By Kang Yoon-seung
SEOUL, June 25 (Yonhap) -- For the past decades, the relationship between South Korea and Japan went through ups and downs, but the two Asian neighbors managed to maintain close ties at least on the economic side while haggling over their shared history.
But Japan's unprecedented export restrictions against South Korea last year took Seoul aback, revealing what it should do -- reduce its reliance on parts and materials from Japan.
On July 1 last year, Japan announced that it would regulate South Korea-bound exports of three key industrial materials -- photoresist, etching gas and fluorinated polyimide, which are critical for the chip and display industries, the backbone of Asia's No. 4 economy.
For some items, more than 90 percent of South Korea's demand relies on Japanese products.
South Korea cried foul over Japan's abrupt move on concerns that it may deal a harsh blow to its exports, which have been suffering from a slowdown in outbound shipments.
Despite repeated calls from South Korea to lift the curbs, Japan did not budge, and it removed South Korea from its list of trusted trade partners the following month on the grounds that it did not effectively control sensitive materials that could be diverted for military use.
For South Korea, Tokyo's move was widely seen as retaliation for a verdict made by a Seoul court in 2018 that ordered Japanese firms to compensate Korean victims for their forced labor during its 1910-45 colonial rule.
For now, there are no winners or losers from this disarray.
The trade dispute with Japan, however, did help South Korea move fast to reduce its reliance on Japanese materials by diversifying its trade portfolio and developing home-grown technologies.
Data compiled by the Korea International Trade Association showed South Korea's imports of hydrogen fluoride from Japan over the January-May period plunged 85.8 percent on-year. Accordingly, Japan only accounted for 12 percent of South Korea's total imports of the material, down from 44 percent posted last year.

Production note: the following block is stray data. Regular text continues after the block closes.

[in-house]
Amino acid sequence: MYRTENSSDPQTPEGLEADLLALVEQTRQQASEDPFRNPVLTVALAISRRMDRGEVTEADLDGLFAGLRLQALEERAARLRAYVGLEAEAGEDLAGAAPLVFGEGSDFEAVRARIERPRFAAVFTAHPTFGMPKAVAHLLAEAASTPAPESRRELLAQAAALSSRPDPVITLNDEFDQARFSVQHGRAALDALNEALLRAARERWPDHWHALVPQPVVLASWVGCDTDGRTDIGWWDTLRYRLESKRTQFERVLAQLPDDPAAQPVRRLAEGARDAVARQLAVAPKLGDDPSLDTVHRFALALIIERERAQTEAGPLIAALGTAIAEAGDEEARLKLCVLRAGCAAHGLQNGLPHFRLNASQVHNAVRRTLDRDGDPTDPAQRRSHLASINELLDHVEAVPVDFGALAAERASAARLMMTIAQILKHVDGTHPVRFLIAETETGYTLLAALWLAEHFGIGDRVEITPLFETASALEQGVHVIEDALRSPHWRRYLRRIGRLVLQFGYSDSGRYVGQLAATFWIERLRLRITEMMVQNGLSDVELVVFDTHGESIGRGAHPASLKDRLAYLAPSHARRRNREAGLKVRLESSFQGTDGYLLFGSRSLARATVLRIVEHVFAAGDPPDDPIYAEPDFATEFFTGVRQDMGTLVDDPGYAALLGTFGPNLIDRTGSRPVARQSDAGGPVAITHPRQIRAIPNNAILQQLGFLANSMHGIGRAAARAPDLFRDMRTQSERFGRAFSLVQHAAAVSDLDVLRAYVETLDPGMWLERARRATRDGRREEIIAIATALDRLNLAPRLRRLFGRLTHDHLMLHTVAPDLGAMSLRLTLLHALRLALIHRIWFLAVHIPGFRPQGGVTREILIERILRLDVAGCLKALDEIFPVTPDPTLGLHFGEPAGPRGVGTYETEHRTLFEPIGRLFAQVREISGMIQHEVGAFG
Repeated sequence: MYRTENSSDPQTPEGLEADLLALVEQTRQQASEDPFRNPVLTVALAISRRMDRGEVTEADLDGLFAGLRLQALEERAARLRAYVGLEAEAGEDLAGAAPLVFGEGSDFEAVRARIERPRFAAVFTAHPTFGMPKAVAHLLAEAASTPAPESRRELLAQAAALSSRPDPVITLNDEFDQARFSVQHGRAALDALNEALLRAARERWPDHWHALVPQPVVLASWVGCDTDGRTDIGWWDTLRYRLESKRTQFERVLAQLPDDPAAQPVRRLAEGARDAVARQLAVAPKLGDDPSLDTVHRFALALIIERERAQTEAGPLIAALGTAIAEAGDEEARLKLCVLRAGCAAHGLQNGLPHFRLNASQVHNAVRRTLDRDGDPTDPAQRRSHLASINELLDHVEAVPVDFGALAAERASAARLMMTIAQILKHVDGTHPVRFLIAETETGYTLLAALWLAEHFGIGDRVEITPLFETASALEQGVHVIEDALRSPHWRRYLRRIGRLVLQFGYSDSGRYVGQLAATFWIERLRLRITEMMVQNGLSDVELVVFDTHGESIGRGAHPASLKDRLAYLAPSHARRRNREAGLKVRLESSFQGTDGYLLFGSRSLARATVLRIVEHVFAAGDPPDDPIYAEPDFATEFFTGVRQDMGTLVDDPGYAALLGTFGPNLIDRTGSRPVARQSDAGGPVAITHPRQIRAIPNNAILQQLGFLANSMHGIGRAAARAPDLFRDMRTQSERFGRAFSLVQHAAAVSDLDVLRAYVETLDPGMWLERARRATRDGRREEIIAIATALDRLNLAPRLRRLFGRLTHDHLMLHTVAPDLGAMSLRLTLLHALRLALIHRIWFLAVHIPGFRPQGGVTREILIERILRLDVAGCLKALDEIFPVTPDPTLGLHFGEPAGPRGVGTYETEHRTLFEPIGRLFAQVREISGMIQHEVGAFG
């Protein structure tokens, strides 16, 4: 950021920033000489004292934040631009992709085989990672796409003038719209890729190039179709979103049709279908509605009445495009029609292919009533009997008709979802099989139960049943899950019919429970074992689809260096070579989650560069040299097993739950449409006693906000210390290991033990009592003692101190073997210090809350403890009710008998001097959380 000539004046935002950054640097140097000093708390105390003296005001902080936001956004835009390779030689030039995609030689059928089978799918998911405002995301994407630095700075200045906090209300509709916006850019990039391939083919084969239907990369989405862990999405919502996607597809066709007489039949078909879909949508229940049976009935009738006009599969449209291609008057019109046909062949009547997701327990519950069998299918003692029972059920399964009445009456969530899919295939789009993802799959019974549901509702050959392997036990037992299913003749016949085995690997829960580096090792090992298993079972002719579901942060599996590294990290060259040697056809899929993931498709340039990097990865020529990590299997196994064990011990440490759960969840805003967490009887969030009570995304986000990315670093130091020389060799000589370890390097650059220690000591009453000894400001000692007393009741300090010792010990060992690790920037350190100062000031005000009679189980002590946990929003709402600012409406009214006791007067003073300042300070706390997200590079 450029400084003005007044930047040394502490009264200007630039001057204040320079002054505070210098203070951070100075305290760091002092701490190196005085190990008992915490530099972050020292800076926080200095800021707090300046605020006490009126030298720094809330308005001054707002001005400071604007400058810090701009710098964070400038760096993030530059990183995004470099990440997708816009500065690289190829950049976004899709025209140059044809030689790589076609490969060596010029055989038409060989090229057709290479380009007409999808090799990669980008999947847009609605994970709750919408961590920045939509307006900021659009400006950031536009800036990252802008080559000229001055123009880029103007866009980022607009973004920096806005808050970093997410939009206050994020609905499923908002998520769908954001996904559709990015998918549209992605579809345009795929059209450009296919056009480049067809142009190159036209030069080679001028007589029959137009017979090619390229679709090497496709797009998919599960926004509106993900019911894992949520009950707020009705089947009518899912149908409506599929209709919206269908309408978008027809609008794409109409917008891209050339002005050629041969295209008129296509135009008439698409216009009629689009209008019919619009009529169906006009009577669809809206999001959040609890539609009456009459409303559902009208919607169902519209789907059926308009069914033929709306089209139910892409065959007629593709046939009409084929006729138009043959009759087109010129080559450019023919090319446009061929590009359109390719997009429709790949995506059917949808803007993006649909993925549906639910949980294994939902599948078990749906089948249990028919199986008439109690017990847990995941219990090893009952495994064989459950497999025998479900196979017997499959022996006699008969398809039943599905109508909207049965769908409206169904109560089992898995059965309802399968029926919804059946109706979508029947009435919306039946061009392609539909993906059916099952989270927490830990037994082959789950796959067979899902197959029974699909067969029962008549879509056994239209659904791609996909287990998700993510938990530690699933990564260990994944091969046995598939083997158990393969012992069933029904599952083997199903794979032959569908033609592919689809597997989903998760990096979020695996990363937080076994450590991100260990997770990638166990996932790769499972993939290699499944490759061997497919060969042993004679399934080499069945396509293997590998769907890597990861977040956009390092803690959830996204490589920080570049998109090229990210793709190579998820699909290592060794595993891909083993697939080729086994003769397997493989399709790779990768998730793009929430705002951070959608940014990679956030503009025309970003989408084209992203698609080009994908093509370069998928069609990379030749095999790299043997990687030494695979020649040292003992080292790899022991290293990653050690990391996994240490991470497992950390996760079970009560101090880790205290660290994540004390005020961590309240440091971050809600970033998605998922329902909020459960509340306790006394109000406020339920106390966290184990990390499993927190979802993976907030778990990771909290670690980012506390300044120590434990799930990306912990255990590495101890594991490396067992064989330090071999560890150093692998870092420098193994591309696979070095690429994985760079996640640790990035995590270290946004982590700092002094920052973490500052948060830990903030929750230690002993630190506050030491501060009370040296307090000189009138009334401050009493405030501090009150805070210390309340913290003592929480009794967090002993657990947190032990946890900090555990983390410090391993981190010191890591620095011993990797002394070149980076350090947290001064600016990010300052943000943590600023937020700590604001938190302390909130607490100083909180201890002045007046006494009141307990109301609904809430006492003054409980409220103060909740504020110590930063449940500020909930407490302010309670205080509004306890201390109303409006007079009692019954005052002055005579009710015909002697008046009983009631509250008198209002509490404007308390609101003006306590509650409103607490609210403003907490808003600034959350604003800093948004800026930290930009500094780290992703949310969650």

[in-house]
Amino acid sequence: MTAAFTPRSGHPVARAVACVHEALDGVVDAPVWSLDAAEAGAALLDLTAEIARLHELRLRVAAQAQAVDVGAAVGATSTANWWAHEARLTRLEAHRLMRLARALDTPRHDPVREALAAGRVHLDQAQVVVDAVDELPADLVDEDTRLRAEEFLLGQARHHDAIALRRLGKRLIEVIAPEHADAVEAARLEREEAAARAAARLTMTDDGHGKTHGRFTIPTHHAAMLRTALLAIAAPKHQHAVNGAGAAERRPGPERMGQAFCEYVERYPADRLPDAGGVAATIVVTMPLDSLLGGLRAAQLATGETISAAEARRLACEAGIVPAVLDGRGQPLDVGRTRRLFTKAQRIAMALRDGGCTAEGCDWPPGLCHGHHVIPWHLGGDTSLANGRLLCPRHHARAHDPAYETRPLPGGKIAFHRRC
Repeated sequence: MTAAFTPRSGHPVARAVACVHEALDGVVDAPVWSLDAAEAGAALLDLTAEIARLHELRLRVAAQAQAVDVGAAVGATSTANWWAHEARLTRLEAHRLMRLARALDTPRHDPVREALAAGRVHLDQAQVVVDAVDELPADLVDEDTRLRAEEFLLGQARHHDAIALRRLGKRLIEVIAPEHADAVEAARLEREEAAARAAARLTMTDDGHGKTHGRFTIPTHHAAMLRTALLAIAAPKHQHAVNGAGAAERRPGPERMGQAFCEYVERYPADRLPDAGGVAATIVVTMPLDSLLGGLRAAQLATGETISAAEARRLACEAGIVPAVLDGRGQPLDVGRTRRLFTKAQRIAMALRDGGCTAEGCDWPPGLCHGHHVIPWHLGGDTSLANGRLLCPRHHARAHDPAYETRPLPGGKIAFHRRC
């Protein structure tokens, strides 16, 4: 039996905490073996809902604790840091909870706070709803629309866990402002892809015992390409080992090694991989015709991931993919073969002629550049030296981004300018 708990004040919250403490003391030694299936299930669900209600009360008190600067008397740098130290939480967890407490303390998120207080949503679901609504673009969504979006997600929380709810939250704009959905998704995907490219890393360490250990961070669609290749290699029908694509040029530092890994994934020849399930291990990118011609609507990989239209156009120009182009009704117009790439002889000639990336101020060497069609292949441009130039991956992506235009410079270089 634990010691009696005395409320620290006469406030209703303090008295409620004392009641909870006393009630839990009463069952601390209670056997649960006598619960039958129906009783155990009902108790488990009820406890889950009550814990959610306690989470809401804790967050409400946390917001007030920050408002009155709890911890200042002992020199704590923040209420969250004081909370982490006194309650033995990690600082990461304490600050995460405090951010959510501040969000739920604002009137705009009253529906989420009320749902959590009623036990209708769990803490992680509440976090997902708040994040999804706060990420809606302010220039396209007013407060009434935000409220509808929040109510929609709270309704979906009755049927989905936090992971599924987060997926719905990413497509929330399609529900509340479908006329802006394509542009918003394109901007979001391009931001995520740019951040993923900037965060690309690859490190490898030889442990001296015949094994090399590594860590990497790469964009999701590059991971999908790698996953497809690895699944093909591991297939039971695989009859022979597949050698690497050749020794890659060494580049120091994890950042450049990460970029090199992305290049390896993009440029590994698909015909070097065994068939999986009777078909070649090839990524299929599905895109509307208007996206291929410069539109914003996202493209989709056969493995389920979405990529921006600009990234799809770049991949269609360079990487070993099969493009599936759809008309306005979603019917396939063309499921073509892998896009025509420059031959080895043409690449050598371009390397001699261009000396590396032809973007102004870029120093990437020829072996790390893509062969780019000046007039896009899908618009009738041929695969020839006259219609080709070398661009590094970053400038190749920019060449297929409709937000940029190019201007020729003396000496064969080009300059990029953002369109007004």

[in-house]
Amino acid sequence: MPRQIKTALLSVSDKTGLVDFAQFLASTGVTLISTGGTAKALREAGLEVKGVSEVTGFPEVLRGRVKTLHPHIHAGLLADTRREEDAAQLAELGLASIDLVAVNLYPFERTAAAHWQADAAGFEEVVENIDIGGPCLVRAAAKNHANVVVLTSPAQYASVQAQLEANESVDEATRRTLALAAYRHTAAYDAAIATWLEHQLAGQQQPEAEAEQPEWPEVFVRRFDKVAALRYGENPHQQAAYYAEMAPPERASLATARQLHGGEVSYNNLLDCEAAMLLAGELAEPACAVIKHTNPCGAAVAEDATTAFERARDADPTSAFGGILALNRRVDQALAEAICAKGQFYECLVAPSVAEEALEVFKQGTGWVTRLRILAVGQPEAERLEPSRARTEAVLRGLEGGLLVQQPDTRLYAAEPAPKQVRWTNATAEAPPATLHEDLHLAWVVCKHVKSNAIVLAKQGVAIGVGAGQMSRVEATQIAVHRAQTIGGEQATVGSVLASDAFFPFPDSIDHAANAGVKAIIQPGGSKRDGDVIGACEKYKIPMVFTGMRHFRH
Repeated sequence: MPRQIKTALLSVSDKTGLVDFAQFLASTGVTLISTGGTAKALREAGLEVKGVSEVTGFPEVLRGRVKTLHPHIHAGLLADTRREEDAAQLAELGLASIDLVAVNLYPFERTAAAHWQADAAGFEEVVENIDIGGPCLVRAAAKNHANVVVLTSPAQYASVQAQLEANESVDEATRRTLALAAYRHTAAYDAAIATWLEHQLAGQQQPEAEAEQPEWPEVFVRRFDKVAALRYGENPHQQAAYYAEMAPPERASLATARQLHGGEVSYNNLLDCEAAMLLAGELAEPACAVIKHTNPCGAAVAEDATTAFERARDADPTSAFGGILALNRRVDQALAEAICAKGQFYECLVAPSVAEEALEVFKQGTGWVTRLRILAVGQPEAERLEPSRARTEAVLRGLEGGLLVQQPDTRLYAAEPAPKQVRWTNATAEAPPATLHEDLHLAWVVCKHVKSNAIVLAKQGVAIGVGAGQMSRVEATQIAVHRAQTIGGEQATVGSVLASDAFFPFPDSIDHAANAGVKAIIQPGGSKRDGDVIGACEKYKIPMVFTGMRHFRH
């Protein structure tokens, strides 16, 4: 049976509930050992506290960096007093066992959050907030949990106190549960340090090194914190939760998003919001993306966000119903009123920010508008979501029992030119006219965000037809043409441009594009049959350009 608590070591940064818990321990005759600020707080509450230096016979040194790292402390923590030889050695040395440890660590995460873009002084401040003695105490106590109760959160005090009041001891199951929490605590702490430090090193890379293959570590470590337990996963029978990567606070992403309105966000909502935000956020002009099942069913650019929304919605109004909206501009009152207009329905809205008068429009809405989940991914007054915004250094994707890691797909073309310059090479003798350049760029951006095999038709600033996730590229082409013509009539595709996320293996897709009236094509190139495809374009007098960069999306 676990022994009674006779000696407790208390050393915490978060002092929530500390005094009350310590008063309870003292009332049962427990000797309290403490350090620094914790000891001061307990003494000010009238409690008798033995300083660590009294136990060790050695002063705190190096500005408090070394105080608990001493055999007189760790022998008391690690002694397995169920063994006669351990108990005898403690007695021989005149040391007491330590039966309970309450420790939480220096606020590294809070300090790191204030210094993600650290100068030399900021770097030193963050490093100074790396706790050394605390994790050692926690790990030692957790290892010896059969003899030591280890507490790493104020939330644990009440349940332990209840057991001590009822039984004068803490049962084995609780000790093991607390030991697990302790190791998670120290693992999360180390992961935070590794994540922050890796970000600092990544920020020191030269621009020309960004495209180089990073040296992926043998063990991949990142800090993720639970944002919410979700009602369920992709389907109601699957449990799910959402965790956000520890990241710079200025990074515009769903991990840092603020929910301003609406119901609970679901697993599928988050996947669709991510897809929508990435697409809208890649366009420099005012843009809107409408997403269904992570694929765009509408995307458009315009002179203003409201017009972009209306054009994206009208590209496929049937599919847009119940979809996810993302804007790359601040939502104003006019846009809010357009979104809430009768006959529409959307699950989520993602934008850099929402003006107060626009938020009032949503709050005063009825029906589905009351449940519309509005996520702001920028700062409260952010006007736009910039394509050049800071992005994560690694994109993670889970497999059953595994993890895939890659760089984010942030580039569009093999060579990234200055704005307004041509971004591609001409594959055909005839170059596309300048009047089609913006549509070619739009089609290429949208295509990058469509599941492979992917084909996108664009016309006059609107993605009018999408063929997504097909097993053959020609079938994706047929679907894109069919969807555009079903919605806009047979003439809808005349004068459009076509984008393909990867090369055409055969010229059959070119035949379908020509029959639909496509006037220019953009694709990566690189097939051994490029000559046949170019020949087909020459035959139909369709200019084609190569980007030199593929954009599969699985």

Samsung Electronics Co. and SK hynix Inc. -- the country's two chipmakers -- are planning to use hydrogen fluoride developed by local chemical firm SK Materials Co. within this year, which will further reduce their dependence on Japanese products.
"Local companies sought to diversify their import portfolio and secured inventories. Such efforts have cushioned the impact of Japan's export regulations," said Kim Yang-paeng, a researcher at the Korea Institute for Industrial Economics and Trade.
"South Korea's chip industry has neglected developing materials and equipment. The country needs to secure related technologies to cope with a similar crisis down the road," Kim added.
South Korea has allocated 2.1 trillion won (US$1.74 billion) in state budget this year to promote the growth of the material, parts and equipment industries in response to the trade war. It includes 1.2 trillion won in R&D budget to secure a stable supply of some 100 key items.
The trade row thus has been causing more damage to Tokyo's exports than the other way around.
South Korea's current account deficit in trade with Japan reached $18.8 billion in 2019, marking the lowest level in five years, according to the data compiled by the central bank.
The ongoing boycott of Japanese goods also dealt a harsh blow to demand for Japanese beer and consumer items here.
Nevertheless, Seoul has been prodding Tokyo to lift the restrictions, as trade uncertainties should be reduced to cope with the economic fallout from the COVID-19 pandemic.
In April, South Korea renewed its call for Tokyo to lift export regulations against its neighbor by the end of May. Despite repeated requests, Japan did not give answers until the deadline.
Early this month, Seoul requested the WTO open a dispute-settlement panel to look into Japan's export curbs, months after dropping the suit in a goodwill gesture.
The two countries may have another chance to seek a breakthrough, but time is running out quickly.
In June, a local court decided to begin a legal procedure that could lead to liquidating seized assets of a Japanese firm that has ignored a ruling to compensate Korean victims of Japan's wartime forced labor.
If there is no response from the Japanese side by August, the court can then issue an order to sell off the seized assets. This, however, may lead to another round of dispute between the two countries.
"South Korea and Japan need to avoid an all-out collision by seeking a compromise before the deadline (of August)," said Yang Kee-ho, a professor of Japanese studies at Sungkonghoe University.
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